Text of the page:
Drury hosts Missouri Humanities Council symposium on “Humanities & the Future”
SPRINGFIELD, Mo., March 12, 2018 — Author, historian, and public intellectual Dr. Brandy Schillace will headline the “Humanities and the Future” symposium hosted by the Missouri Humanities Council and held on the campus of Drury University on March 22. The event is free and open to the public.
Schillace, will deliver her public talk, Dread Tech Tales: Unexpected Consequences of Humans and Machines, at 5:30 p.m. in the Trustee Science Center. Schillace is a researcher and senior engagement fellow for the Dittrick Museum of Medical History in Cleveland, and is editor-in-chief of the journal “Medical Humanities.” Her most recent book, “Clockwork Futures,” explores the science behind steampunk and how Victorian inventors and authors helped lay the groundwork for the modern age.
“We’re incredibly excited that Dr. Schillace will headline our symposium. She is exceptional at drawing listeners into engaging stories about the intersections between the human experience and scientific inventions,” says Dr. Katie Gilbert, associate professor of English and Director of the Humanities and Ethics Center at Drury, who is working in partnership with MHC to help expand the organizations’ reach statewide.
Prior to the evening keynote, the daylong “Humanities and the Future” symposium will feature a discussion on the digital humanities, a networking lunch, a reading discussion of Eric Touya de Marenne’s book “The Case for the Humanities,” and a panel on the medical humanities called “Medicine, Narrative and the Human Experience.” The sessions will feature experts and academics from Drury, Missouri State University, the Springfield-Greene County Library District and the UMKC School of Medicine.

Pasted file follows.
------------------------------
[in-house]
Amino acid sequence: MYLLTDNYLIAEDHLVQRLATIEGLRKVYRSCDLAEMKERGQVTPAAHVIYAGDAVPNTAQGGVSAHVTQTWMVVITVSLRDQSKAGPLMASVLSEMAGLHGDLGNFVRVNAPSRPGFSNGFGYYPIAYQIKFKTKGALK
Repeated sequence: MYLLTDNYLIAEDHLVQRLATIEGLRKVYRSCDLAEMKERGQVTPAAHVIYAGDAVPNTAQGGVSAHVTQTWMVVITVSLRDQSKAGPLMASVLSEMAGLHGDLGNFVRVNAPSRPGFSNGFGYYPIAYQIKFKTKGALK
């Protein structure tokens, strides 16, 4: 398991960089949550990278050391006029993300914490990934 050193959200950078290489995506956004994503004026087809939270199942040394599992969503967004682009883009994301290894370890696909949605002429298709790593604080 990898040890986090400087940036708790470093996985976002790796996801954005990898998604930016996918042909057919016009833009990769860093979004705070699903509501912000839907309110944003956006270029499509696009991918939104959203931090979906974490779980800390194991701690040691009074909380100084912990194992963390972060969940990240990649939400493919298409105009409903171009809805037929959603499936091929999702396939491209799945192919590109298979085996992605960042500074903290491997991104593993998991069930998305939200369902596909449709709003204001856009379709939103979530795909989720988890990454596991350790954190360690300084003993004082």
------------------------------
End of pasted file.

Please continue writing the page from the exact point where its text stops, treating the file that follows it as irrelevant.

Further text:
“This symposium embraces interdisciplinarity, and brings together aspects of history, storytelling, health and medicine, digital technology, and other fields in a series of robust discussions,” Gilbert says. “While so often we think of the humanities, or the study of the records of human experience, as separate from science, medicine, and technology. The fields are in fact intertwined and help to shape each other. The big questions that we face now and in the future as human beings will demand answers that are interdisciplinary in scope; the humanities are especially adept at laying the groundwork for such interdisciplinary exploration.”
The full schedule of events and panelists is available online. The symposium is free but registration is required for the daytime events. Registration is available online. No registration or tickets are required for Dr. Brandy Schillace’s evening talk.
About the Missouri Humanities Council
Formed in 1971, the MHC provides programming that encourages family reading, highlights Missouri’s heritage, supports creative writing by veterans, and assists local museums, libraries, and other organizations promoting education. MHC helps facilitate public conversations on topics that include history, religion, archaeology, anthropology, philosophy, literature, law, ethics, and languages. More information: http://www.mohumanities.org.
Contact: Dr. Katie Gilbert - Associate Professor of English, Director of the Drury Humanities and Ethics Center, and Field Representative for Missouri Humanities Council: (417) 873-6941or firstname.lastname@example.org.